EL SEGUNDO, Calif. -- In separate interviews, in separate corners of the dressing room, Mike Richards, Matt Greene and Dustin Penner let the nicknames of the eight players on the Kings roster that have been to the Stanley Cup Final roll off their tongues like they had the list right at the tip.
Richie, Greener and Pens are three of them, so that part was easy. Scuds (Rob Scuderi), Willy (Justin Williams), Stollie (Jarret Stoll), Cartsy (Jeff Carter) and Fras (Colin Fraser) are the other five.
While they didn't mention him, you can also count coach Darryl Sutter in that group.
Why do Richards, Greene and Penner have the list memorized and emblazoned on the forefront of their consciousness? They know it can be their big advantage heading into the Western Conference Finals against Phoenix, which will ice a lineup against the Kings that includes only two players that have been to the Stanley Cup Final and only one (Ray Whitney) that has a ring.
"I definitely think it helps as a mentality that bleeds onto the rest of the guys," said Penner, who won the Stanley Cup with Anaheim in 2007. "We've been there before. We know what to expect."
And they know how far they still have to go.
Eight wins, especially when it takes a team only nine games, is a major accomplishment in the Stanley Cup Playoffs. It means you've put yourself in the NHL's final four, that nobody can argue your position among the elite teams in the League. It means the hockey world is talking about you, praising you, admiring your accomplishment.
It also means you have eight more wins to go to lift the silver prize; eight more grueling tests that Scuderi, a Cup champion with Pittsburgh in 2009, said are harder than the first eight.
Perspective is a must. Experience helps you gain it.
The Kings have both in spades.
"It's the toughest thing because you win a couple of rounds, you're watching other hockey games, and people are talking about you and the good job you're doing," Scuderi told NHL.com. "It's easy to think too much of yourself before you actually accomplish something. We didn't win anything yet.
"It's been great so far," he added. "We've played great and it's OK to see that and realize that, but it's another thing to get an inflated ego."
That's the great challenge, one Penner likened to the famous Yogi Berra quote, "Ninety percent of the game is half mental."
"Even though you feel a sense of accomplishment, a couple of hours after clinching that series you have to throw everything out the window, all that hard work," Penner said. "That's the mentality that you need even though it creeps in sometimes because you get more media attention, more people talking to you, saying you guys are so good. You have to block it out. You can't really appreciate it until after you've truly done something.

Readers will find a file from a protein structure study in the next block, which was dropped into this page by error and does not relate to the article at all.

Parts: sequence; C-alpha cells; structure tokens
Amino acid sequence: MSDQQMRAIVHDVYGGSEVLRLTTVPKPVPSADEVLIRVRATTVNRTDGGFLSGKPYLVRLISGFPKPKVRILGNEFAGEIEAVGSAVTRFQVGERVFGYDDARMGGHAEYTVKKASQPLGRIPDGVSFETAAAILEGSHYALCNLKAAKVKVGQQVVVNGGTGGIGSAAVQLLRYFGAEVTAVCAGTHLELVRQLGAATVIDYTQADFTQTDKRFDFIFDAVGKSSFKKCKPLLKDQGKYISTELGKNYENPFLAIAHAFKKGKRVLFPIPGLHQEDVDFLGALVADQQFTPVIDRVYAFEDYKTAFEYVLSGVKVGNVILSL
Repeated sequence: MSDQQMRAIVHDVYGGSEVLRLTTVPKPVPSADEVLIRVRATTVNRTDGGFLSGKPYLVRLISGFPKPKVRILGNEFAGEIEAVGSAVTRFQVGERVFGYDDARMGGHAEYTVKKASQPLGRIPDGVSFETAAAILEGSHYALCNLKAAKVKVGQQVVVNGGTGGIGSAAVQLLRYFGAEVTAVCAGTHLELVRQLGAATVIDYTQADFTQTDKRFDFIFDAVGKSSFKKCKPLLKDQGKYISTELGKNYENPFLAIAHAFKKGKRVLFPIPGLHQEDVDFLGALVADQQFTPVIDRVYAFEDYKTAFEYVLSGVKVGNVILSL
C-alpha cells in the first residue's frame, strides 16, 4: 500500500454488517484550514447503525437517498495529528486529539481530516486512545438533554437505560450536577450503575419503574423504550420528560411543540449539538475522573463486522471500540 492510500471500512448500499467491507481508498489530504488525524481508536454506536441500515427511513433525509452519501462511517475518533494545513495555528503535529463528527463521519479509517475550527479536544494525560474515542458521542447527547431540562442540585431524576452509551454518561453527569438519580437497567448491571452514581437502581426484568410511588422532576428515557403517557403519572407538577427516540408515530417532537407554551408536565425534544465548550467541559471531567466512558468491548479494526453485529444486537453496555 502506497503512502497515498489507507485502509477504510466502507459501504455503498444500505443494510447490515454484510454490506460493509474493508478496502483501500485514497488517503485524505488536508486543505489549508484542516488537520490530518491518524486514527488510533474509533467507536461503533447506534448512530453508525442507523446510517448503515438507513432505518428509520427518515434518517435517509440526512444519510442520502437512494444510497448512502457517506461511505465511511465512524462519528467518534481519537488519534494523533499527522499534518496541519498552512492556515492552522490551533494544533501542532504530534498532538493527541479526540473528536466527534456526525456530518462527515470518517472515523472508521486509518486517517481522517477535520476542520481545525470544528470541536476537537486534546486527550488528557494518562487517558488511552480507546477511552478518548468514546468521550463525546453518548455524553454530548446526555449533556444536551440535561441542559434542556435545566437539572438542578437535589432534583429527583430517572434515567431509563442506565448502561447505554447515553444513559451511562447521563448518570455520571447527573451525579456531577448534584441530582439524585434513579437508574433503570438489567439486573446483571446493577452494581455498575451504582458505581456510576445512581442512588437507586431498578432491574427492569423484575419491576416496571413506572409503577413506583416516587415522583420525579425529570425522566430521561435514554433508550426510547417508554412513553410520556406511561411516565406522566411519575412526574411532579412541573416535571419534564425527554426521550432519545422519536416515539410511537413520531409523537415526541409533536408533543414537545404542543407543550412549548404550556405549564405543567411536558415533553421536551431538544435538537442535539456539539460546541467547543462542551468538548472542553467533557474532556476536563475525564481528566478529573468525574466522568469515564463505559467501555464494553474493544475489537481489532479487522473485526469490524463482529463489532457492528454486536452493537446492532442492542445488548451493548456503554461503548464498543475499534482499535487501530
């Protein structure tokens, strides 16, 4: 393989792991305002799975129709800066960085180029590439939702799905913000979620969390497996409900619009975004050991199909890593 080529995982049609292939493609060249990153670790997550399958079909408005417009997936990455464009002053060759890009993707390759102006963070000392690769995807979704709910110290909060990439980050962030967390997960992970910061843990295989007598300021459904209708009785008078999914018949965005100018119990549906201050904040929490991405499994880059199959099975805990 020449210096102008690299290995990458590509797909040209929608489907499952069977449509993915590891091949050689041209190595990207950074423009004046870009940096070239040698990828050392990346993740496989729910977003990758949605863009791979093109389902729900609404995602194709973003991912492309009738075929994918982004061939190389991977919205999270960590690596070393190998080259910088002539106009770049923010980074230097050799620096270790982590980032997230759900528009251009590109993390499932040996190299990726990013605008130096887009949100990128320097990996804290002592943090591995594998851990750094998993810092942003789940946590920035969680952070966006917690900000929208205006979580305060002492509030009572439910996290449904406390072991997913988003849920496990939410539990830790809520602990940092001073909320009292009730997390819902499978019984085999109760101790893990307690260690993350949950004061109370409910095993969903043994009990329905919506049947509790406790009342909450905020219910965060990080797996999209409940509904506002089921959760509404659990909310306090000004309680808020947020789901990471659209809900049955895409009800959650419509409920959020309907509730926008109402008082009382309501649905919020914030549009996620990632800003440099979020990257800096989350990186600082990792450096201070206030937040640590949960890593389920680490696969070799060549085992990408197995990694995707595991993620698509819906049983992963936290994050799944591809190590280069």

"When you start reading too much of your own press clippings nine games in, it can have a negative effect on you."
But all the Kings are getting now is positive press and screams of adulation and appreciation from a growing fan base here in Southern California.
It's been 19 years -- a full generation of fans born and now either in their 20s or approaching them -- since Kings hockey was on the sports consciousness in Los Angeles the way it is right now.
Those fans feel a sense of accomplishment about their team. They believe the Kings, their eighth-seeded darlings that disappointed in the regular season before finally clinching a playoff berth, have won something already and the next prize will simply be shinier.
That has to be hard to ignore.
"At the end of the day it doesn't really matter," Greene, a runner-up with Edmonton in 2006, told NHL.com. "If you start going by what the fans are saying, I'm sure everybody in here would have been traded already and now I think everybody is inducted into the Hall of Fame. You can't ride that wave. We're happy that people are behind us and know that we're playing well, doing good things out there. But at the end of the day, what matters is what the coaching staff and the team is pushing in the locker room here. That's all that matters for us."
They're pushing patience, preaching about the grind, about being only halfway through it.
"You have a healthy squad and you have guys that raise their level come playoff time, and I think we have all those factors right now that every championship team needs," said Williams, a Cup champ with Carolina in 2006. "But in saying that, we've won two rounds. That's it. There's four teams left. We're happy about that. We want to be the last team standing."
But now there isn't only pressure to be that team.
"Now you're getting into the third round and there are expectations," Richards, a runner-up with Philadelphia in 2010, told NHL.com.
That's another reason why it's so important for the Kings that almost half of the guys in their lineup are entering familiar territory.
"I guess glass half full is when you're halfway, you've done well, you're playing well, you should be as a team confident," Richards said. "You can't get overconfident. You've seen teams get big victories over teams and then take a step back. We're excited and happy about the situation we're in, but we're still a long way before we get to where we want to be."
Follow Dan Rosen on Twitter at: @drosennhl
|Back to top|